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I'm considering three alternatives to the seemingly simple task of updating multiple rows in a table. I'd like to know which one is best in terms of efficiency and code readability. Though I'm not sure there is a clear answer to the question on efficiency, which may be dependent upon the database being used.

In my particular case I'm using PostgresSQL as the database, and the table in question contains under one million entries. I have a process right now that is responsible for pulling out a subset of data from this table, performing some work, and then updating those rows with a timestamp.

As I see it I have three options:

  1. Construct a single update statement using the in clause, the contents of which will be replaced with a constructed string containing the ids of rows to update.

    String update = "update mytable set mydate = now() where id in (?)";
    StringBuilder ids = new StringBuilder();
    
    for (Item item : items) { 
        ids.append(item.getId()).append(","); 
    }
    
    ids.setLength(ids.length() - 1);
    update.replace("?", ids.toString());    
    ps = con.prepareStatement(update);
    ps.executeUpdate();
    
  2. Use a batch

    ps = con.prepareStatement("update mytable set mydate = now() where id = ?");
    
    for (Item item : items) { 
        ps.setInt(1, item.getId());
        ps.addBatch();
    }
    
    ps.executeBatch();
    
  3. Use a transaction

    con.setAutoCommit(false);
    ps = con.prepareStatement("update mytable set mydate = now() where id = ?");
    
    for(Item item : items) {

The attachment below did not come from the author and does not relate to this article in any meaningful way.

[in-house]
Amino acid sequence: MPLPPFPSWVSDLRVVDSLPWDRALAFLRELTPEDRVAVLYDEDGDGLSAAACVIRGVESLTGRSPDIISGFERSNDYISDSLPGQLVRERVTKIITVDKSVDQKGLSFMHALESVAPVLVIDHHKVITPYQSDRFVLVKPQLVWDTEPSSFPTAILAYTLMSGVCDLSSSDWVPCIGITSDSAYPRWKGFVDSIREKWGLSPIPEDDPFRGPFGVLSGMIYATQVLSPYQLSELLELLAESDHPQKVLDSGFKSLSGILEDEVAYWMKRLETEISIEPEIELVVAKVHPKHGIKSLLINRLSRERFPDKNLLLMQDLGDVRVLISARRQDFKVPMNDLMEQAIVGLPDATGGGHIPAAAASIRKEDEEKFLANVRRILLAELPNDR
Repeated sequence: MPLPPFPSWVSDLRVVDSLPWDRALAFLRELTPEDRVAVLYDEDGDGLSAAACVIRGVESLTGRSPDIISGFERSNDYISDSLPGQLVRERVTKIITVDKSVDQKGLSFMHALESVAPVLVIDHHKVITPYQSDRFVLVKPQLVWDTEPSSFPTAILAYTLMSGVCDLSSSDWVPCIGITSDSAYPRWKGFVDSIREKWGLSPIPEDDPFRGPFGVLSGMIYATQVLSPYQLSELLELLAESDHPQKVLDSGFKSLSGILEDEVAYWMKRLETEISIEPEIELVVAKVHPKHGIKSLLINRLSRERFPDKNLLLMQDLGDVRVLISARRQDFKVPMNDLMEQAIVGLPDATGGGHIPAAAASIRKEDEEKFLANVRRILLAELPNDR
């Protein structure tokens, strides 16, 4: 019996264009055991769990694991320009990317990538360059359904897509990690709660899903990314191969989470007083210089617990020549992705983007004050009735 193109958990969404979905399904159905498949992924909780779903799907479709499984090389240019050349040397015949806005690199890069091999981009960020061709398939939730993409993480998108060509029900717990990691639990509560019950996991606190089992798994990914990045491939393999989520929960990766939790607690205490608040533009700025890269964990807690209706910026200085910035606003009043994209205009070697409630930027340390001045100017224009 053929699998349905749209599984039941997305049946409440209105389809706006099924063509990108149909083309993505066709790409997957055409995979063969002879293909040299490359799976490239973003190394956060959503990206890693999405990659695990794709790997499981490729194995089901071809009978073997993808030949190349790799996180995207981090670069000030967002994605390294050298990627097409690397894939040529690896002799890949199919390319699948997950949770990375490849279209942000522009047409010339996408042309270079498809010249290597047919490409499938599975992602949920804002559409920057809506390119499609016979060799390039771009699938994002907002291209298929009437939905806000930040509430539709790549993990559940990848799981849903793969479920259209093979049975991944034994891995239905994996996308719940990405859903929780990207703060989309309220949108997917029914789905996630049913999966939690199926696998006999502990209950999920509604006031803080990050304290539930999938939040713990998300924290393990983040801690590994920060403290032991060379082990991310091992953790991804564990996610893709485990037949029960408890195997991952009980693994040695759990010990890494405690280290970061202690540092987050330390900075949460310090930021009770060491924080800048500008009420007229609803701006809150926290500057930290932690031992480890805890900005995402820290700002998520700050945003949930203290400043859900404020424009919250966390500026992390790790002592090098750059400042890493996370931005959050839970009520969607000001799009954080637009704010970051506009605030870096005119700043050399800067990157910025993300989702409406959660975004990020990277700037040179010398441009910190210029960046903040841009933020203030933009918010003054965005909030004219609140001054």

ps.setInt(1, item.getId());
        ps.executeUpdate();
    }
    
    con.commit();
    

Which of these would be considered the best practice? Or is there another way you would propose? I personally like option number two, it's concise and easy to ready, but my gut feeling is that option number one will be the most performant.

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have you benchmarked? –  Mitch Wheat Aug 29 '11 at 14:43

1 Answer 1

Thoughts on your suggestions
The transaction has the distinct advantage of allowing the update to be rolled back.

A constructed SQL statement holds the risk of breakage, also note that you are sending a lot of data across the wire.

Alternative suggestions

join against a temp-table I would create a temp-table holding all the values to update and then construct a update-statement with a join against the temp-table to update.

use copy
If it's raw speed you are after I would suggest the copy statement, see:
http://wiki.postgresql.org/wiki/COPY

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